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Important Baby milestones during 0-6 months

  • Posted on May 5, 2016
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Before you start reading our text about the Important Baby Milestones during 0-6 months, you must have in mind that everyone is different and that goes for babies as well. This means that you have to realize that each child has its own pace of development. The term “Normal” can mean a lot of things, but the most important thing is that you don’t need to panic if something doesn’t fit the “Normal” standards, unless you notice one of the warning signs we are about to talk about.

First month

The first month with your baby will be a marathon of changing diapers, putting to sleep and feeding and being paranoid and checking every five minutes while the baby sleeps if she is breathing. And don’t worry that is normal. After a few weeks, when both you and the baby have gotten used to each other, the little one will start to react to your touch, face and your voice.

What you need to do

Get to know your baby. Plat with her, talk to her, and cuddle with her. You will soon learn what sound goes for what, and know when she cries because she is hungry, needs a diaper change, doesn’t want to play anymore, or wants to sleep. When your baby is awake, put her on her tummy as much as you can so that her muscles develop and get stronger. Take her out for walks, she will love the fresh air and new sounds.

Warning signs

Every child has its own speed of development, but if you notice any of these signs, make sure you take your baby to a doctor:

  • Doesn’t react to bright light
  • Doesn’t suck well while she feeds
  • Doesn’t notice moving things around her
  • Is too stiff or too floppy
  • Doesn’t react to loud noises

3 months

By now, your baby reacts every time you are near her and smiles. She now really loves when you play with her, and even tries to mimic your facial expressions and sounds you make. She communicates with you in her special way. Her neck is much stronger and she can hold her head on her own, especially when on her tummy. The little hands now open and close and she tries to touch everything in her eyesight. The baby is now able to recognize you from across the room!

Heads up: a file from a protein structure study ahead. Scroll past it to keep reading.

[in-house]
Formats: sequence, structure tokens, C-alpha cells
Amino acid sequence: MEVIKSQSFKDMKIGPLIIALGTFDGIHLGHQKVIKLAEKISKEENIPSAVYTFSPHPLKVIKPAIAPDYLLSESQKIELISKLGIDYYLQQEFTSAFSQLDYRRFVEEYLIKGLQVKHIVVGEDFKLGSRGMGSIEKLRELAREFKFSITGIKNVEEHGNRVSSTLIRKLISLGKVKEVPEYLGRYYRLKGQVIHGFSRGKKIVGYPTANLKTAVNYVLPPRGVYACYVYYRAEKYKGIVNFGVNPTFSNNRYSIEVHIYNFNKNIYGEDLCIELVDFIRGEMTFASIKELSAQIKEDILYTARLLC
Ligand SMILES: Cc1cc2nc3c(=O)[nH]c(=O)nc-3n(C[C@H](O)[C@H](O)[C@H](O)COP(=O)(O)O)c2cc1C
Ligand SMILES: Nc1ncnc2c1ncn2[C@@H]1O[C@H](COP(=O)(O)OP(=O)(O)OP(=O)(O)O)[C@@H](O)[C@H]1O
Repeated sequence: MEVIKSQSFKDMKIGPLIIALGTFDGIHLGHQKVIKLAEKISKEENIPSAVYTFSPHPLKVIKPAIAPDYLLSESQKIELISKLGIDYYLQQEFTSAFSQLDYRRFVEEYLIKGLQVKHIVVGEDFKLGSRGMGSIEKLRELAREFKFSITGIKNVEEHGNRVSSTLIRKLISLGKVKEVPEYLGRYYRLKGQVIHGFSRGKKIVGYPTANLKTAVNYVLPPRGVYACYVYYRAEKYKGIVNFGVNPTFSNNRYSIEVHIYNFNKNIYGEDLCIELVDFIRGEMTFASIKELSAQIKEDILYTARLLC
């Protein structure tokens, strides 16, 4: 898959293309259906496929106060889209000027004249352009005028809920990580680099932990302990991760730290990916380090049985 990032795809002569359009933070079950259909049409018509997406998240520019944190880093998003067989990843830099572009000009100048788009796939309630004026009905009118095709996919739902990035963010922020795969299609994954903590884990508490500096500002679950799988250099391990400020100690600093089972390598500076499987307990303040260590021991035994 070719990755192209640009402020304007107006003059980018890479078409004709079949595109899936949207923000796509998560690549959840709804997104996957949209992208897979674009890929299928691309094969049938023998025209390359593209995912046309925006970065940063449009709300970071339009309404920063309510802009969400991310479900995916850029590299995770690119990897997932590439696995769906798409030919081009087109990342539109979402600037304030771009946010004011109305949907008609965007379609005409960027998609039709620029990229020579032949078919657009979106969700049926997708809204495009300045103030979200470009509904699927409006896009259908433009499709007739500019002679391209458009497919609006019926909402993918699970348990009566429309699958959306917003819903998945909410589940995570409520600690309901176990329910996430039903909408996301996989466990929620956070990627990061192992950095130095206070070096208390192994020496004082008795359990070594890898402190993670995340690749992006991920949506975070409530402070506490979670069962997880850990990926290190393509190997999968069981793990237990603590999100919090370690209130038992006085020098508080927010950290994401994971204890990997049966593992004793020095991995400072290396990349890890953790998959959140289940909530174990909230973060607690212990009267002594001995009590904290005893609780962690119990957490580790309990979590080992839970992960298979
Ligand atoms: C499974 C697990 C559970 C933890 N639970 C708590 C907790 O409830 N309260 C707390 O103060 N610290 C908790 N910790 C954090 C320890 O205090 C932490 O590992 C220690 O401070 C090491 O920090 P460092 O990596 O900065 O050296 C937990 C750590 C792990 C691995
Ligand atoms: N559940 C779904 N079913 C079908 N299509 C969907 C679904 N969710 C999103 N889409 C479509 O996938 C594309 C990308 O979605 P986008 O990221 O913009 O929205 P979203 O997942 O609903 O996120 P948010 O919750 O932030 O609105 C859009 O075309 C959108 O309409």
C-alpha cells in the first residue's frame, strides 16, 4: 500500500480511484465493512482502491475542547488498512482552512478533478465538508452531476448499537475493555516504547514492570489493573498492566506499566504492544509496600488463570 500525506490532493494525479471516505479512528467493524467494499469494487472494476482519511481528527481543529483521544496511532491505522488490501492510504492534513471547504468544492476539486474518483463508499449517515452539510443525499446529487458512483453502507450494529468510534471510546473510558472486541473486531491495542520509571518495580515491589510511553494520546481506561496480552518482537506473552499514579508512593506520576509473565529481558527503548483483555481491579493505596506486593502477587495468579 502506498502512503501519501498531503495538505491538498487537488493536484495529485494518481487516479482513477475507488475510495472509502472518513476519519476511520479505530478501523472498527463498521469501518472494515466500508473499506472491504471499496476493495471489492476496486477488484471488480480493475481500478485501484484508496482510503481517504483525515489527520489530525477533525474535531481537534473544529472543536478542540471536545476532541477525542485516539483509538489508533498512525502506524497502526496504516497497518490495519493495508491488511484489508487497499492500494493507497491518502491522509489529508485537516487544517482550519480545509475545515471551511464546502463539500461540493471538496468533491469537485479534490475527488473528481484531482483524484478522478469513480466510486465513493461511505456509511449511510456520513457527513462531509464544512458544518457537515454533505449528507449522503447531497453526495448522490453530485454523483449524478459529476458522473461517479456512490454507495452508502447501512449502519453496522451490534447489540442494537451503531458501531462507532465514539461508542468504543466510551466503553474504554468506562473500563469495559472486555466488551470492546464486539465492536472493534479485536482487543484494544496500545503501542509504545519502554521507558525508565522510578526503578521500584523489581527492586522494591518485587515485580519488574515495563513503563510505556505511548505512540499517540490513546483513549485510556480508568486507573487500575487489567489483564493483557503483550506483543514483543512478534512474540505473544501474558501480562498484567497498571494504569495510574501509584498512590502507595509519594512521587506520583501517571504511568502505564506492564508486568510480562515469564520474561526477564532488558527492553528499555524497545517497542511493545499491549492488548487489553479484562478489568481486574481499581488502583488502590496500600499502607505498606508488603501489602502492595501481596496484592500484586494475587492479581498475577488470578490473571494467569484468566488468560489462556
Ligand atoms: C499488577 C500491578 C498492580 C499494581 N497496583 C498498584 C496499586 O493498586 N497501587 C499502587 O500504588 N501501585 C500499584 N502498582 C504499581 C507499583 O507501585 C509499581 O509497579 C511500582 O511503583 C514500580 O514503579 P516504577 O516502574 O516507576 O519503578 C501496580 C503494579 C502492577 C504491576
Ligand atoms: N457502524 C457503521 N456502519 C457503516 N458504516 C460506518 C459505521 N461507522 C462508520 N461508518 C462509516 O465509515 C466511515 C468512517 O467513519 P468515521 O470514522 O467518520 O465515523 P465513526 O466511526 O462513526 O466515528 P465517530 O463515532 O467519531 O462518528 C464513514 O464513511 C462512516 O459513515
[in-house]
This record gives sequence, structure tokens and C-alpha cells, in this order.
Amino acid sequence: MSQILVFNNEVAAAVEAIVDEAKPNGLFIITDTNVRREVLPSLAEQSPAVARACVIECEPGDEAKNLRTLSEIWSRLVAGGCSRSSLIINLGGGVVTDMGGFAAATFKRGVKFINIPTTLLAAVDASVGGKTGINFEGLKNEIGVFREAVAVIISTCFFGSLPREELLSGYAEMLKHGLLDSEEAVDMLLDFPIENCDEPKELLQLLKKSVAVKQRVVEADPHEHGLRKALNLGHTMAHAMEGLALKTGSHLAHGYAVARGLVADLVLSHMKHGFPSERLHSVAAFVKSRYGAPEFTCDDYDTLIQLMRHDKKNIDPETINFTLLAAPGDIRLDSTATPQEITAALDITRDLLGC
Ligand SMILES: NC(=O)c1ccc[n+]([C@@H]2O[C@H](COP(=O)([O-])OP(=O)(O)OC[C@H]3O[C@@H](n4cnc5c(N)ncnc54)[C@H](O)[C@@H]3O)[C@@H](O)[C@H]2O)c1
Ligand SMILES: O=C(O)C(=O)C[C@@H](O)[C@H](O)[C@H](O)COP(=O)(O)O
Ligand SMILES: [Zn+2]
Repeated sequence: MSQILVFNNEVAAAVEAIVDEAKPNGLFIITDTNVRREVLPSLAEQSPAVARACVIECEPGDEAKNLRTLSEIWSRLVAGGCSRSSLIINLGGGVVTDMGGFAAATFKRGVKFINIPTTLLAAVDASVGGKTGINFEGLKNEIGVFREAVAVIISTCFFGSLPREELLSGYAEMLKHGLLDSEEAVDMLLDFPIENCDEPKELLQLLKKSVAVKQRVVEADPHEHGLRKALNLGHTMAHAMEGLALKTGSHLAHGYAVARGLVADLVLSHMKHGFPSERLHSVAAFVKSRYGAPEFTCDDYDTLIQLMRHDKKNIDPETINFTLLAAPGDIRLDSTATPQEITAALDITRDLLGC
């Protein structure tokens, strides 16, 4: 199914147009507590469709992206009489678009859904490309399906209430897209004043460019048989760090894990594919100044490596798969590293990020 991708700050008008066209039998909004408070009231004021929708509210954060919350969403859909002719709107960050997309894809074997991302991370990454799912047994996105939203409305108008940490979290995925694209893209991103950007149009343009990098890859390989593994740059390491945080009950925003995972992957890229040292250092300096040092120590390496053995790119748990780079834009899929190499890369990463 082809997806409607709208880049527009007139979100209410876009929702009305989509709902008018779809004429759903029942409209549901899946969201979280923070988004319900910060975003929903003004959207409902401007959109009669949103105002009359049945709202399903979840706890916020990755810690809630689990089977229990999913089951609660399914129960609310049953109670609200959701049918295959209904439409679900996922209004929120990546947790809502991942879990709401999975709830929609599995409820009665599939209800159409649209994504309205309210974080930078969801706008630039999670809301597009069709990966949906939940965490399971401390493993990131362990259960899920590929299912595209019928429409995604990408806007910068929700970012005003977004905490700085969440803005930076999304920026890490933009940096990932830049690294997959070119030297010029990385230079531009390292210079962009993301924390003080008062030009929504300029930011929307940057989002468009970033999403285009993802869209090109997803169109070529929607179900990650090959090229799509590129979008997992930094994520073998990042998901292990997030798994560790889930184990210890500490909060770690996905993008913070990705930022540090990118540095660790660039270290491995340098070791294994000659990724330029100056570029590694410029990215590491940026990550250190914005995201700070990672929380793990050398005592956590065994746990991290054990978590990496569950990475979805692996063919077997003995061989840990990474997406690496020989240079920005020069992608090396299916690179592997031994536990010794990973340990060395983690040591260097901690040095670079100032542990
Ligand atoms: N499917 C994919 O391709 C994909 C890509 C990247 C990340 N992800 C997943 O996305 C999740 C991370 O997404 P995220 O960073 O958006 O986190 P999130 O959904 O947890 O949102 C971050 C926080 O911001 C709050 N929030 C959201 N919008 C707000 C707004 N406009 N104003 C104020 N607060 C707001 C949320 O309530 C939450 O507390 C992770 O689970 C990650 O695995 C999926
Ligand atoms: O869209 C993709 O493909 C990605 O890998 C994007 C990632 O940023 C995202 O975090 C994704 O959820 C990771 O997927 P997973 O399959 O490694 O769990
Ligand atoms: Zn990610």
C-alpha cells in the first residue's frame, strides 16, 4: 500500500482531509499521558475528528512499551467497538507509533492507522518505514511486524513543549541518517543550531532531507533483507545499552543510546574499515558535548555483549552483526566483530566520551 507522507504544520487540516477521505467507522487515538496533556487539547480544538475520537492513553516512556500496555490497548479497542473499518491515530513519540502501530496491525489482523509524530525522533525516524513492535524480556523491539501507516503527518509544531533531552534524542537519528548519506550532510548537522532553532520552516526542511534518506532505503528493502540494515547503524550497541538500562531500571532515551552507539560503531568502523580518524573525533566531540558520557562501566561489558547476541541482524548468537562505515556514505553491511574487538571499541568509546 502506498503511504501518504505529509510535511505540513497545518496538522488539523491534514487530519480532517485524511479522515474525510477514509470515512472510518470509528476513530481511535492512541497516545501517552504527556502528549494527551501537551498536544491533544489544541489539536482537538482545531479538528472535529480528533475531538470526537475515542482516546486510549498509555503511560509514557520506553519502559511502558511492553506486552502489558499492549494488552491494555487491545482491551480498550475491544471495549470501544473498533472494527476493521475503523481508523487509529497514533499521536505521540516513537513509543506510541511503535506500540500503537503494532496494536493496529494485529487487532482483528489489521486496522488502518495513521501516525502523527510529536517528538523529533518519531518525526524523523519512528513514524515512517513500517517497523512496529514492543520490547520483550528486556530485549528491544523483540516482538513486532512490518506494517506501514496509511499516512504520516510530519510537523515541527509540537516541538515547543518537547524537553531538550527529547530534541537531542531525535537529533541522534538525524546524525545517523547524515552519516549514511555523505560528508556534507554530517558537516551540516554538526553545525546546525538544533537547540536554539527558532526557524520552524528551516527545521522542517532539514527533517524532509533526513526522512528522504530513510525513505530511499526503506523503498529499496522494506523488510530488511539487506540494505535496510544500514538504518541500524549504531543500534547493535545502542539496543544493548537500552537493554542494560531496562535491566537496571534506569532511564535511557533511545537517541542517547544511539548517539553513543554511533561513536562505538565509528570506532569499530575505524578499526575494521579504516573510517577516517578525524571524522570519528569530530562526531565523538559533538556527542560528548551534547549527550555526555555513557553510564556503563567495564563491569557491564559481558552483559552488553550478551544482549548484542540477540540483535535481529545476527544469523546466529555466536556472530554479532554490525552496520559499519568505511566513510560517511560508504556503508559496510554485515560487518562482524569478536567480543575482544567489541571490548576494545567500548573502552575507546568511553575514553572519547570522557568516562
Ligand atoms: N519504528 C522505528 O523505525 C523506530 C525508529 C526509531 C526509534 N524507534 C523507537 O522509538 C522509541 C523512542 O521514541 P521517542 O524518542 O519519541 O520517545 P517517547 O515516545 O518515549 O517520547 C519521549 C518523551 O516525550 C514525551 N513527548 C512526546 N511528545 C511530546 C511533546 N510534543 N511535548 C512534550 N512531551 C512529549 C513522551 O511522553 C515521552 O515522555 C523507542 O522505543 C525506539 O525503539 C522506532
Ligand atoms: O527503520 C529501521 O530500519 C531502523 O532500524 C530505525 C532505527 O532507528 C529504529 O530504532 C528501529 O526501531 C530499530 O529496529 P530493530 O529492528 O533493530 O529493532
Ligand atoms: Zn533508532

What you need to do

You should respond to your baby promptly, and make her feel loved and secured. Don’t worry about spoiling your baby! Continue to put your baby on her tummy as much as possible, and when she is on her back, give her toys to play with and develop her motoric skills. Shower your baby with love and talk to her and, encourage her to “talk” with you as much as possible.

Warning signs

  • Can’t hold her head straight
  • Doesn’t react to new faces
  • Doesn’t smile
  • Not capable of grabbing objects
  • Doesn’t notice loud noises
  • Doesn’t focus on moving objects

4 to 6 months

Your baby is now a fully fledged part of the family! Now she smiles more and even laughs. By now, you are even enjoying your little babbling “conversations”. The baby is much more active, and she can even roll over on her tummy and back, without a problem. Now the baby is capable of sitting with your help, and even bounces when you hold her and she feels solid ground beneath her feet. She is now fully capable of grabbing objects and even recognizes your tone when you speak to her. She will now react to your “NO!” and also react when you call her by her name.

What you need to do

Your baby now sees the world around her in full color and sees much farther. This is why you need to present to her colorful toys, books, and have plenty of walks in the park. You need to encourage her to sit and play in that position, so that her back muscles can become stronger. But don’t push it, every few hours, a five minute sit is enough. By now you should have a steady routine for feeding, playtime, and sleeping. By now, your baby might be ready for solid food.

Warning signs

  • Not capable of holding her head straight
  • Doesn’t reach with her hands for objects
  • Doesn’t react to smiles and noises
  • Not capable of sitting on her own
  • Doesn’t show affection for those closest to her
  • Is very floppy or stiff

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